On the night of May 27th, Charnice Milton, a twenty-seven-year-old journalist, was heading home from an assignment. She’d stopped to transfer buses in Anacostia, in Washington, D.C., after covering a neighborhood meeting for a Capitol Hill paper called the Hill Rag. According to police, Milton took a bullet aimed at another passerby, in a neighborhood that’s seen much of the twenty-per-cent increase in homicides in D.C. from this time last year. Her killing remains unsolved. — This feed and its contents are the property of The Huffington Post, and use is subject to our terms. It may be used for personal consumption, but may not be distributed on a website.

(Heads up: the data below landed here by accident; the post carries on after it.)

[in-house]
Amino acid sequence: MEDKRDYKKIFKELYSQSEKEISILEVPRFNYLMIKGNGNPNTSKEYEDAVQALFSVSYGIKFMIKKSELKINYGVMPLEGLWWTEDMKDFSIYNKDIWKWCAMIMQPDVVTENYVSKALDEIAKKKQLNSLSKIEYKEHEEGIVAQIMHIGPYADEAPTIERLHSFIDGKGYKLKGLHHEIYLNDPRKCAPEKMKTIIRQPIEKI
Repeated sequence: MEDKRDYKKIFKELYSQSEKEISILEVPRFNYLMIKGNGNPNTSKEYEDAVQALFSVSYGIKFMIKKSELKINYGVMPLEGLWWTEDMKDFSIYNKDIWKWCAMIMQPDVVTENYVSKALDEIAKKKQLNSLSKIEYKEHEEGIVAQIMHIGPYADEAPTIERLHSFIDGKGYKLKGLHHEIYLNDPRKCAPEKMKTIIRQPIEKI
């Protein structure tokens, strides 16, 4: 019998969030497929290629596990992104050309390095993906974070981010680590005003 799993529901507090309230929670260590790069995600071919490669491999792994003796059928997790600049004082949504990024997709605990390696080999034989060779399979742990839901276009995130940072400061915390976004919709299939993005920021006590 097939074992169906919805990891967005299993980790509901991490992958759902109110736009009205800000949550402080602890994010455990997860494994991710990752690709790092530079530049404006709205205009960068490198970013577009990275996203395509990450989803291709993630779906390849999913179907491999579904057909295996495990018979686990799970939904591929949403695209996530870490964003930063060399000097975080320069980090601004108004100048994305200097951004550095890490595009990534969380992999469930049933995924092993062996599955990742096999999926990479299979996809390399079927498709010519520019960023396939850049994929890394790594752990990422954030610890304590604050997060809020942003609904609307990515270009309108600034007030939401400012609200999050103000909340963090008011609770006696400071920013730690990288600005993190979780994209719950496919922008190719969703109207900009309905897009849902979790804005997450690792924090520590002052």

On the night of May 27th, Charnice Milton, a twenty-seven-year-old journalist, was heading home from an assignment. She’d stopped to transfer buses in Anacostia, in Washington, D.C., after covering a neighborhood meeting for a Capitol Hill paper called the Hill Rag. According to police, Milton took a bullet aimed at another passerby, in a neighborhood that’s seen much of the twenty-per-cent increase in homicides in D.C. from this time last year. Her killing remains unsolved.

— This feed and its contents are the property of The Huffington Post, and use is subject to our terms. It may be used for personal consumption, but may not be distributed on a website.



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Death Of A Young Black Journalist